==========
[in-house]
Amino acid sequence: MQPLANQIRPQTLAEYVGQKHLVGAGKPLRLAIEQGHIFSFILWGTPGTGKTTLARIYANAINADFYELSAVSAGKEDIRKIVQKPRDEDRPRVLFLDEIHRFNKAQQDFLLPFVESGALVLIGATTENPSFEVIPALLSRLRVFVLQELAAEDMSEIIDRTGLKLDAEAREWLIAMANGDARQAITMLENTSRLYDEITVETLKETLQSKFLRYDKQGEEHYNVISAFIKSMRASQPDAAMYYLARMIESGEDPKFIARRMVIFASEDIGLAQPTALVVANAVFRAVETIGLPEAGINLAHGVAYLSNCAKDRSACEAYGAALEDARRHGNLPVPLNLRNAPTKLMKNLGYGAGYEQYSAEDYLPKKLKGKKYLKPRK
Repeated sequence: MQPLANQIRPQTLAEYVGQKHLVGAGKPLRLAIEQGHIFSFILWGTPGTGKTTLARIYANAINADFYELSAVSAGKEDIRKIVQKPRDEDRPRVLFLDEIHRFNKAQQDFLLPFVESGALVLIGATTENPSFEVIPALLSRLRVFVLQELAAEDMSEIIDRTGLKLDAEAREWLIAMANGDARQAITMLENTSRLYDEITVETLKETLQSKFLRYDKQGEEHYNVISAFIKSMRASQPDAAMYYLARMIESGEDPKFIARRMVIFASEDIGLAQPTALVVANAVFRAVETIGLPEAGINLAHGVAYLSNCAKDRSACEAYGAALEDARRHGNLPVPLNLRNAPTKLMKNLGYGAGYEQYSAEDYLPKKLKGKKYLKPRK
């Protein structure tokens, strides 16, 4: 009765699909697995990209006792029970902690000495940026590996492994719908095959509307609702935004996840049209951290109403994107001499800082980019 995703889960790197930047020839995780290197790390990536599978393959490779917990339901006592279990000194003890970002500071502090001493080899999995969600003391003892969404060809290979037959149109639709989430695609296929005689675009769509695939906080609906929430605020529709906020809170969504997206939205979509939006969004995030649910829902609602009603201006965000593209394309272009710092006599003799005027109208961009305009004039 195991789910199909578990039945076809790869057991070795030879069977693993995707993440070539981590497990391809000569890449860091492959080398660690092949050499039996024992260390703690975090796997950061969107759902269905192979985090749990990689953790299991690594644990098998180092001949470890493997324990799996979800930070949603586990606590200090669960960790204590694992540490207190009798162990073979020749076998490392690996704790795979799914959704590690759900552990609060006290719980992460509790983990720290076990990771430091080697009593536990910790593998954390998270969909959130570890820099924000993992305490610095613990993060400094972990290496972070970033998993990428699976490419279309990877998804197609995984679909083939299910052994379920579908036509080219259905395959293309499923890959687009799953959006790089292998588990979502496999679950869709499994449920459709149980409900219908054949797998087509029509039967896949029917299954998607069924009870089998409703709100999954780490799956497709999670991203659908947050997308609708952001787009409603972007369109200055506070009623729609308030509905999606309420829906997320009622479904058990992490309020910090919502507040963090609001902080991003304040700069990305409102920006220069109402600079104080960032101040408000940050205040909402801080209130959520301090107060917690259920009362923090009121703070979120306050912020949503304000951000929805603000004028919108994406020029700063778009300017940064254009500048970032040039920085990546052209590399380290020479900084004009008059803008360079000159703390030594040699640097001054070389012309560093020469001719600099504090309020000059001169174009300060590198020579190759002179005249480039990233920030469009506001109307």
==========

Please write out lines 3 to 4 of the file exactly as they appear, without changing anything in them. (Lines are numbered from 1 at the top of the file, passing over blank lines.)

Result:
Repeated sequence: MQPLANQIRPQTLAEYVGQKHLVGAGKPLRLAIEQGHIFSFILWGTPGTGKTTLARIYANAINADFYELSAVSAGKEDIRKIVQKPRDEDRPRVLFLDEIHRFNKAQQDFLLPFVESGALVLIGATTENPSFEVIPALLSRLRVFVLQELAAEDMSEIIDRTGLKLDAEAREWLIAMANGDARQAITMLENTSRLYDEITVETLKETLQSKFLRYDKQGEEHYNVISAFIKSMRASQPDAAMYYLARMIESGEDPKFIARRMVIFASEDIGLAQPTALVVANAVFRAVETIGLPEAGINLAHGVAYLSNCAKDRSACEAYGAALEDARRHGNLPVPLNLRNAPTKLMKNLGYGAGYEQYSAEDYLPKKLKGKKYLKPRK
């Protein structure tokens, strides 16, 4: 009765699909697995990209006792029970902690000495940026590996492994719908095959509307609702935004996840049209951290109403994107001499800082980019 995703889960790197930047020839995780290197790390990536599978393959490779917990339901006592279990000194003890970002500071502090001493080899999995969600003391003892969404060809290979037959149109639709989430695609296929005689675009769509695939906080609906929430605020529709906020809170969504997206939205979509939006969004995030649910829902609602009603201006965000593209394309272009710092006599003799005027109208961009305009004039 195991789910199909578990039945076809790869057991070795030879069977693993995707993440070539981590497990391809000569890449860091492959080398660690092949050499039996024992260390703690975090796997950061969107759902269905192979985090749990990689953790299991690594644990098998180092001949470890493997324990799996979800930070949603586990606590200090669960960790204590694992540490207190009798162990073979020749076998490392690996704790795979799914959704590690759900552990609060006290719980992460509790983990720290076990990771430091080697009593536990910790593998954390998270969909959130570890820099924000993992305490610095613990993060400094972990290496972070970033998993990428699976490419279309990877998804197609995984679909083939299910052994379920579908036509080219259905395959293309499923890959687009799953959006790089292998588990979502496999679950869709499994449920459709149980409900219908054949797998087509029509039967896949029917299954998607069924009870089998409703709100999954780490799956497709999670991203659908947050997308609708952001787009409603972007369109200055506070009623729609308030509905999606309420829906997320009622479904058990992490309020910090919502507040963090609001902080991003304040700069990305409102920006220069109402600079104080960032101040408000940050205040909402801080209130959520301090107060917690259920009362923090009121703070979120306050912020949503304000951000929805603000004028919108994406020029700063778009300017940064254009500048970032040039920085990546052209590399380290020479900084004009008059803008360079000159703390030594040699640097001054070389012309560093020469001719600099504090309020000059001169174009300060590198020579190759002179005249480039990233920030469009506001109307």